Asperger’s advocates face branding crisis after revelation of namesake’s Nazi ties

May 10, 2018 by

Hans Asperger was not a member of the Nazi party, but he was a willing accomplice in the murderous euthanasia program of the Third Reich

When the diagnosis of Asperger’s Syndrome was officially struck from the medical books in 2013, the Asperger’s Society of Ontario was faced with a curious branding problem.

How could it continue to advocate for people with a disorder that does not even technically exist?

That problem now seems quaint in hindsight. A new marketing dilemma has arisen for the ASO and similar groups around the world. This time, though, it has been supercharged by the most toxic association in modern Western culture — Nazis.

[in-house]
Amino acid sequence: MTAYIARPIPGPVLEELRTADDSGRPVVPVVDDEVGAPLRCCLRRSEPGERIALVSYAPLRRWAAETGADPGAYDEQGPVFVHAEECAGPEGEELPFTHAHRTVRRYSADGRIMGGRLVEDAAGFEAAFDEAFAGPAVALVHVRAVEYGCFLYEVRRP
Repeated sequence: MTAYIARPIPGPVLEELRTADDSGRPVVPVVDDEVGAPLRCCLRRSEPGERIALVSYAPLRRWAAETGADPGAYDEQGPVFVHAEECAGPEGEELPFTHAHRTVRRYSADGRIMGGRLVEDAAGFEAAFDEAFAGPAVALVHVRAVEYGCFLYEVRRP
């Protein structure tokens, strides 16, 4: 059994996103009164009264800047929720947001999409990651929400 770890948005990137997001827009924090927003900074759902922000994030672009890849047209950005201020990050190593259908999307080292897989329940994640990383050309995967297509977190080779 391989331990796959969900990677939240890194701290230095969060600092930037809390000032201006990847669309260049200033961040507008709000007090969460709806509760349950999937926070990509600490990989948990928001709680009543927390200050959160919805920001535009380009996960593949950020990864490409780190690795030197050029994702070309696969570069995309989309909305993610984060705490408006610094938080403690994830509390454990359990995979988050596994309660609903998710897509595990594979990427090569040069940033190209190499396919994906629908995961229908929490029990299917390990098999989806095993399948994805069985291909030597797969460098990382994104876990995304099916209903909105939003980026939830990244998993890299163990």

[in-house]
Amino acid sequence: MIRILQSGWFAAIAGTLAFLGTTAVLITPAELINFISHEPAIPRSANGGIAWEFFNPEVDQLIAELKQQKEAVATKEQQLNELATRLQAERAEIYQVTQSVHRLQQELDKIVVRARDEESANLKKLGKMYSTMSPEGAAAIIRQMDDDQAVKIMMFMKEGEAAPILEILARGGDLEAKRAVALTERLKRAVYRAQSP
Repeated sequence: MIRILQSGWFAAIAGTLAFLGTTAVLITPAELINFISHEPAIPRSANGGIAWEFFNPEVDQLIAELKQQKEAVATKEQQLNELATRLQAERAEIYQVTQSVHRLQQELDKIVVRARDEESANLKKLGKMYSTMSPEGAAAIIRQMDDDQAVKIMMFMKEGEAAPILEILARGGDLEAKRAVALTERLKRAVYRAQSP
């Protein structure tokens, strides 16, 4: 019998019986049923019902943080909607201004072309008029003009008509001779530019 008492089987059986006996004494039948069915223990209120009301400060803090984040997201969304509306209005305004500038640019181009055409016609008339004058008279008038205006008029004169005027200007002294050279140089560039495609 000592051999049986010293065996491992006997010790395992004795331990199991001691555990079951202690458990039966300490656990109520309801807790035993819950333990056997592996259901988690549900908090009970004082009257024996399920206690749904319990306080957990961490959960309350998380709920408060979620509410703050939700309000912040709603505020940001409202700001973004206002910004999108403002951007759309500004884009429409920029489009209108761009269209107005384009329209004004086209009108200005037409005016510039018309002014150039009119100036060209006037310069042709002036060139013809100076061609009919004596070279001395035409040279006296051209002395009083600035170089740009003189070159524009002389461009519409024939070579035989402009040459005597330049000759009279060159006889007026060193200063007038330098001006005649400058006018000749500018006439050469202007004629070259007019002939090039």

Hans Asperger was an Austrian pediatrician whose clinical observations of children in 1940s Vienna were resurrected and promoted by psychiatrist Lorna Wing in 1981, the year after his death. A little over a decade later, those observations became the basis of the formal diagnosis of Asperger’s Syndrome, a sort of high-functioning autism, sometimes described as “mild.”

 

 

Source: Asperger’s advocates face branding crisis after revelation of namesake’s Nazi ties | National Post

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